The Hardhat Riot Nixon, New York City, and the dawn of the white working-class revolution

David Paul Kuhn

Book - 2020

"In May 1970, four days after Kent State, construction workers chased students through downtown Manhattan, beating scores of protesters bloody. As hardhats clashed with hippies, it soon became clear that something larger was underway- Democrats were at war with themselves. In The Hardhat Riot, David Paul Kuhn tells the fateful story of when the white working class first turned against liberalism, when Richard Nixon seized the breach, and America was forever changed. It was unthinkable one g...eneration before: FDR's "forgotten man" siding with the party of Big Business and, ultimately, paving the way for presidencies from Ronald Reagan to Donald Trump. This is the story of the schism that tore liberalism apart. In this riveting story- rooted in meticulous research, including thousands of pages of never-before-seen records- we go back to a harrowing day that explains the politics of today. We experience an emerging class conflict between two newly polarized Americas,m and how it all boiled over on one brutal day, when the Democratic Part's future was bludgeoned by its past."--

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Location Call Number   Status
2nd Floor 974.71/Kuhn Checked In
New York, NY : Oxford University Press [2020]
Physical Description
vi, 404 pages : illustrations ; 25 cm
Includes bibliographical references (pages [307]-379) and index.
Main Author
David Paul Kuhn (author)
  • Backdrop. "Out for blood"
  • The revolutionaries of Grand Central and Columbia
  • Chicago '68
  • Two moratorium days
  • "Law and order" and the decline of cities
  • The political fallout of "law and order"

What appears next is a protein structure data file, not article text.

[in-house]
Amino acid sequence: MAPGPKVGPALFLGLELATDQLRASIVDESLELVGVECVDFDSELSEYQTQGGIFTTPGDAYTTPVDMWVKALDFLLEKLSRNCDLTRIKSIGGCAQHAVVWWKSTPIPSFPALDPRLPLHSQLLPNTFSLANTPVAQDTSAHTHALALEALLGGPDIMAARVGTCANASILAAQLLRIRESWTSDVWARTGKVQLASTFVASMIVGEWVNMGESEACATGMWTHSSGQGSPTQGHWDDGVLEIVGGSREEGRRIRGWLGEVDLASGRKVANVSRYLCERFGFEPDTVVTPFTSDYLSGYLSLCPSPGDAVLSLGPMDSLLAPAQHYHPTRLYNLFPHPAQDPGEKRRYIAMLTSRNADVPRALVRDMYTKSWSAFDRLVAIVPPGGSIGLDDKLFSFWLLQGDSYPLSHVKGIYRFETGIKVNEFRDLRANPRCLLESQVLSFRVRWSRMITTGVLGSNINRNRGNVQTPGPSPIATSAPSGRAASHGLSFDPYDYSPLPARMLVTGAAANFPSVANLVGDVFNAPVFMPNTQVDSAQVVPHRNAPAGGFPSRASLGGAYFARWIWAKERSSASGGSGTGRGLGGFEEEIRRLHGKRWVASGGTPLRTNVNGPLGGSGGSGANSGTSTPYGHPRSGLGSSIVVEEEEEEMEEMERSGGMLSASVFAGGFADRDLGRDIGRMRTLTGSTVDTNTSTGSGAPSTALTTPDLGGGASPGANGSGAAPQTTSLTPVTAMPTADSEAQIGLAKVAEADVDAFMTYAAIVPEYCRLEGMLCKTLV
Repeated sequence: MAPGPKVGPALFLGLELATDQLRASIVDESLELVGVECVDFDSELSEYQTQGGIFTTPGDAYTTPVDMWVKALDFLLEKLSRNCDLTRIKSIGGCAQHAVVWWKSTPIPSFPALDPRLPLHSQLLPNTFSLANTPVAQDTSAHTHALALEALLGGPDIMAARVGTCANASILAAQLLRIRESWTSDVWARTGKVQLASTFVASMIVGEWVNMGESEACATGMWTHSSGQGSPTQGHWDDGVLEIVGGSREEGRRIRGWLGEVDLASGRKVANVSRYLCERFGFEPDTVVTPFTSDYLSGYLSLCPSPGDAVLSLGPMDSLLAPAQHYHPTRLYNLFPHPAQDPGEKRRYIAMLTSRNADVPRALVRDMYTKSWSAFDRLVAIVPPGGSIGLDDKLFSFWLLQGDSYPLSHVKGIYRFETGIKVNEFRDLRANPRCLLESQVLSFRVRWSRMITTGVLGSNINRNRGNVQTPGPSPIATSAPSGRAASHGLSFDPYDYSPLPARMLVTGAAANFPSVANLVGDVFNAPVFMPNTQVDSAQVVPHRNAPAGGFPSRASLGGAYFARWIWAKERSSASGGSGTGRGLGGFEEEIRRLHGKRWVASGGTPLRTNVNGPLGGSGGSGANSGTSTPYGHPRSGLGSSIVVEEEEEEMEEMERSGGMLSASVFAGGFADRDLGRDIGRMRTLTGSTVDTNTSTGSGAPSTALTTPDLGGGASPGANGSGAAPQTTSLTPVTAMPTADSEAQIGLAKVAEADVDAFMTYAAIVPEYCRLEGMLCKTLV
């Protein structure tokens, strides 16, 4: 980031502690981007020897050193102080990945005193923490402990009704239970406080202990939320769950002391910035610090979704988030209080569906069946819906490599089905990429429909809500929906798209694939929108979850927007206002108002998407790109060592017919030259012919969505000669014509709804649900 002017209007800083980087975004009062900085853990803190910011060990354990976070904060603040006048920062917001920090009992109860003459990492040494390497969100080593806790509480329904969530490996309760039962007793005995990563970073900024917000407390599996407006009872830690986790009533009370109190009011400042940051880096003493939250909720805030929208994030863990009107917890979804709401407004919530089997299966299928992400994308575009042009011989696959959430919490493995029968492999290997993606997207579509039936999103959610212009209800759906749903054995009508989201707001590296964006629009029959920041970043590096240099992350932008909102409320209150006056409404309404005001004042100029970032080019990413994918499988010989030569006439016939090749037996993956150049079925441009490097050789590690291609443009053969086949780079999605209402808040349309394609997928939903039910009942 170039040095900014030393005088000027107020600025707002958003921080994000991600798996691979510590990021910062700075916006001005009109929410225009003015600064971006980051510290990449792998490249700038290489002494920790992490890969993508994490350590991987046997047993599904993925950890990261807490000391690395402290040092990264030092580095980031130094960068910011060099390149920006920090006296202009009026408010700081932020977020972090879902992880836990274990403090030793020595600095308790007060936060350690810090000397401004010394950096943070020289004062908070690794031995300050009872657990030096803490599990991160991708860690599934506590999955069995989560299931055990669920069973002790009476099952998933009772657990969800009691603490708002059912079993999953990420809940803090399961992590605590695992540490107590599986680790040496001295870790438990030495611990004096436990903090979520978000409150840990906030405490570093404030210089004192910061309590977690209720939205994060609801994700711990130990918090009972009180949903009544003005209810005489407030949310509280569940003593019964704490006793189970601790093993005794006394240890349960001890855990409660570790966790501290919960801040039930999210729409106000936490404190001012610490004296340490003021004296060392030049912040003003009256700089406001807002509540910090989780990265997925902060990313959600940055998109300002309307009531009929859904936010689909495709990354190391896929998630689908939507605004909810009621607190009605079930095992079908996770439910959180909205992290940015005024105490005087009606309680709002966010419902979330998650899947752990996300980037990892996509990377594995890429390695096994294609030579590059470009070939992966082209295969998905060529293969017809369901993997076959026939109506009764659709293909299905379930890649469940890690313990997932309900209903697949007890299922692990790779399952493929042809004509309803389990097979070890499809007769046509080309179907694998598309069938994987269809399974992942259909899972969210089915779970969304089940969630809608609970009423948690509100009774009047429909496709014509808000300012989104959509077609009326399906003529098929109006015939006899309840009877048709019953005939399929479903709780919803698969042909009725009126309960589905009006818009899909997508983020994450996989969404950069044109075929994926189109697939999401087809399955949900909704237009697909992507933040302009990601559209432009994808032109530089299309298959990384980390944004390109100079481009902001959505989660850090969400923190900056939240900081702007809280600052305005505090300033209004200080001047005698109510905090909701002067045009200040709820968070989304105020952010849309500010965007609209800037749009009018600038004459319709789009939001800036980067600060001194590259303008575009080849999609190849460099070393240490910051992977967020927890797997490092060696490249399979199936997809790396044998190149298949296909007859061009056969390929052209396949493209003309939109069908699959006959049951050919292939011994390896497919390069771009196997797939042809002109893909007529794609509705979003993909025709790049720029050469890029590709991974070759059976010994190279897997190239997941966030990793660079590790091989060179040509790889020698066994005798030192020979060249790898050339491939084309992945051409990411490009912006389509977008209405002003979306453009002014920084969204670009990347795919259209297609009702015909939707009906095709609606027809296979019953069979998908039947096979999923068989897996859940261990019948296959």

• Blue-collar whites are "rediscovered" (in middle American Gotham)
  • Those who did the fighting and dying
  • The new Left and the "great test for Liberals"
  • Building the Twin Towers, ethnic New York, and race
  • Cambodia and Kent State
  • Kent State shakes New York
  • "Bloody Friday." "U-S-A. all the way!"
  • Melee
  • "About time the silent majority made some noise"
  • Violence becomes "contagious"
  • "We've lost control!"
  • The riot spreads
  • "I'm not having City Hall taken over on my watch"
  • Full circle to Federal Hall
  • Afterward and Aftermath. The days after: Knicks Utopia, a fraught city, and Nixon at the brink
  • The riot reverberates
  • "Workers' Woodstock"
  • "Our people now": Nixon sees a future in an un-silent majority
  • Honor America Day
  • "Born with a potmetal spoon": Nixon launches the GOP's blue-collar strategy
  • How America(s) saw it
  • The end of the beginning.
Review by Kirkus Book Review

An account of a mostly forgotten 1970 altercation between New York City construction workers and citizens protesting the continuing war in Southeast Asia. The majority of the violence occurred on May 8, 1970, four days after the Kent State tragedy. Kuhn, who has written for Politico, RealClearPolitics, and CBS News, among other outlets, explains how the tension had been building for several years--and on a variety of fronts. In addition to regular protests around the country, these included the campus of Columbia University, the 1968 Democratic National Convention in Chicago, the 1969 Moratorium To End the War in Vietnam, and, perhaps most significantly, within the rhetoric of Richard Nixon, both as a candidate and as president. For a few chapters, Kuhn foreshadows the violence committed by the construction workers while providing educated suppositions about why the NYPD seemed mostly unprepared to protect the protesters exercising their First Amendment rights. The graphic accounts of the violence occupy more than 80 pages, a section that ends chillingly: "The reporter asked Tallman, Would you hurt demonstrators again? 'You bet. If they come back here Monday, we'll give them the chase of their lives.' 'We'll kill them,' his friend added." The author focuses not only on the construction workers, protesters, and police, but also NYC Mayor John Lindsay, who noted on the morning of May 8 that the hard hats were "out for blood today." As Kuhn shows, Lindsay, a Republican who, two years later, "was the most liberal candidate in the Democratic race," failed to fully grasp the combustible nature of the conflicting actors. Throughout the narrative, the author wrestles with conflicting ideologies of patriotism, especially as symbolized by the American flag. In a trenchant epilogue, Kuhn connects dots from the events of that summer to the presidencies of Ronald Reagan, George W. Bush, and Donald Trump. A welcome resurrection of a forgotten riot with relevance for our current fragmented political landscape. (b/w photos) Copyright (c) Kirkus Reviews, used with permission.

Copyright (c) Kirkus Reviews, used with permission.